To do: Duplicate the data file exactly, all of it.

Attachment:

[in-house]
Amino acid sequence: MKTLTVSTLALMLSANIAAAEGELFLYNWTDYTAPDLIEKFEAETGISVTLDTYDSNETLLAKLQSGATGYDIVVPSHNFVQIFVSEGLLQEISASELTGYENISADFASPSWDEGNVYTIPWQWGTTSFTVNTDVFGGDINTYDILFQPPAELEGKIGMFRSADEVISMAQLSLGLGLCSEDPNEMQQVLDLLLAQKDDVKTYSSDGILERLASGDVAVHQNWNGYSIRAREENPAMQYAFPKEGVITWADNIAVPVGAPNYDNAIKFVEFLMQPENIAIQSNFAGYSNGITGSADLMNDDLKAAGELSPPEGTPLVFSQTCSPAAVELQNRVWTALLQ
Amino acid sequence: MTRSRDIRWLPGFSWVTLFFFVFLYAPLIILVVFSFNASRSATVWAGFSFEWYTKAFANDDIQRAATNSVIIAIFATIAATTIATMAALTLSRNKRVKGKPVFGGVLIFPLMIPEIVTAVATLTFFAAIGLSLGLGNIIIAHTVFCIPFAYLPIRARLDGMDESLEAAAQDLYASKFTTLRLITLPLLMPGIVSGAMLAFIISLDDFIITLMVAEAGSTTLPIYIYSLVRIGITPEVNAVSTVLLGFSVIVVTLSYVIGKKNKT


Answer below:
[in-house]
Amino acid sequence: MKTLTVSTLALMLSANIAAAEGELFLYNWTDYTAPDLIEKFEAETGISVTLDTYDSNETLLAKLQSGATGYDIVVPSHNFVQIFVSEGLLQEISASELTGYENISADFASPSWDEGNVYTIPWQWGTTSFTVNTDVFGGDINTYDILFQPPAELEGKIGMFRSADEVISMAQLSLGLGLCSEDPNEMQQVLDLLLAQKDDVKTYSSDGILERLASGDVAVHQNWNGYSIRAREENPAMQYAFPKEGVITWADNIAVPVGAPNYDNAIKFVEFLMQPENIAIQSNFAGYSNGITGSADLMNDDLKAAGELSPPEGTPLVFSQTCSPAAVELQNRVWTALLQ
Amino acid sequence: MTRSRDIRWLPGFSWVTLFFFVFLYAPLIILVVFSFNASRSATVWAGFSFEWYTKAFANDDIQRAATNSVIIAIFATIAATTIATMAALTLSRNKRVKGKPVFGGVLIFPLMIPEIVTAVATLTFFAAIGLSLGLGNIIIAHTVFCIPFAYLPIRARLDGMDESLEAAAQDLYASKFTTLRLITLPLLMPGIVSGAMLAFIISLDDFIITLMVAEAGSTTLPIYIYSLVRIGITPEVNAVSTVLLGFSVIVVTLSYVIGKKNKT